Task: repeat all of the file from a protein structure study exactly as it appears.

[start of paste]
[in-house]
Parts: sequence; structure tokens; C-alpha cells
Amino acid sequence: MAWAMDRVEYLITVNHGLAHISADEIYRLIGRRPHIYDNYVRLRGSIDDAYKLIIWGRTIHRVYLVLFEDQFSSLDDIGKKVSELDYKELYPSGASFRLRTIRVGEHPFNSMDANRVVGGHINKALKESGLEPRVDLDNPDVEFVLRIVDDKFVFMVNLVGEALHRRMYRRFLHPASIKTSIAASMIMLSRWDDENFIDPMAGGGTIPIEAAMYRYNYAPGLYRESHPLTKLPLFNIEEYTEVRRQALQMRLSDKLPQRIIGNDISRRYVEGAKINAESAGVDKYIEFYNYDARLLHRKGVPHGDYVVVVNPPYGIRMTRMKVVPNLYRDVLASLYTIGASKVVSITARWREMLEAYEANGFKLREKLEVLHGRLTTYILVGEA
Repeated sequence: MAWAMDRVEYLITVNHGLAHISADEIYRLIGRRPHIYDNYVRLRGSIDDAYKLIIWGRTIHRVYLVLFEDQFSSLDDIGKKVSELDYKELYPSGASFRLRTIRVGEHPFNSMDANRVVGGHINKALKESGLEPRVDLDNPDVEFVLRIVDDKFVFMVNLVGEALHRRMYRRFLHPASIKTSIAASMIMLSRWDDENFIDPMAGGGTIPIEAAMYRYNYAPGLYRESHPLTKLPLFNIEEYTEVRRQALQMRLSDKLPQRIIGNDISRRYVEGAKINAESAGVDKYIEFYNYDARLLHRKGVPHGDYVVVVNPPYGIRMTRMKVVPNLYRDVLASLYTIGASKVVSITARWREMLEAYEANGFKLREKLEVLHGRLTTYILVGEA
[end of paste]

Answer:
[in-house]
Parts: sequence; structure tokens; C-alpha cells
Amino acid sequence: MAWAMDRVEYLITVNHGLAHISADEIYRLIGRRPHIYDNYVRLRGSIDDAYKLIIWGRTIHRVYLVLFEDQFSSLDDIGKKVSELDYKELYPSGASFRLRTIRVGEHPFNSMDANRVVGGHINKALKESGLEPRVDLDNPDVEFVLRIVDDKFVFMVNLVGEALHRRMYRRFLHPASIKTSIAASMIMLSRWDDENFIDPMAGGGTIPIEAAMYRYNYAPGLYRESHPLTKLPLFNIEEYTEVRRQALQMRLSDKLPQRIIGNDISRRYVEGAKINAESAGVDKYIEFYNYDARLLHRKGVPHGDYVVVVNPPYGIRMTRMKVVPNLYRDVLASLYTIGASKVVSITARWREMLEAYEANGFKLREKLEVLHGRLTTYILVGEA
Repeated sequence: MAWAMDRVEYLITVNHGLAHISADEIYRLIGRRPHIYDNYVRLRGSIDDAYKLIIWGRTIHRVYLVLFEDQFSSLDDIGKKVSELDYKELYPSGASFRLRTIRVGEHPFNSMDANRVVGGHINKALKESGLEPRVDLDNPDVEFVLRIVDDKFVFMVNLVGEALHRRMYRRFLHPASIKTSIAASMIMLSRWDDENFIDPMAGGGTIPIEAAMYRYNYAPGLYRESHPLTKLPLFNIEEYTEVRRQALQMRLSDKLPQRIIGNDISRRYVEGAKINAESAGVDKYIEFYNYDARLLHRKGVPHGDYVVVVNPPYGIRMTRMKVVPNLYRDVLASLYTIGASKVVSITARWREMLEAYEANGFKLREKLEVLHGRLTTYILVGEA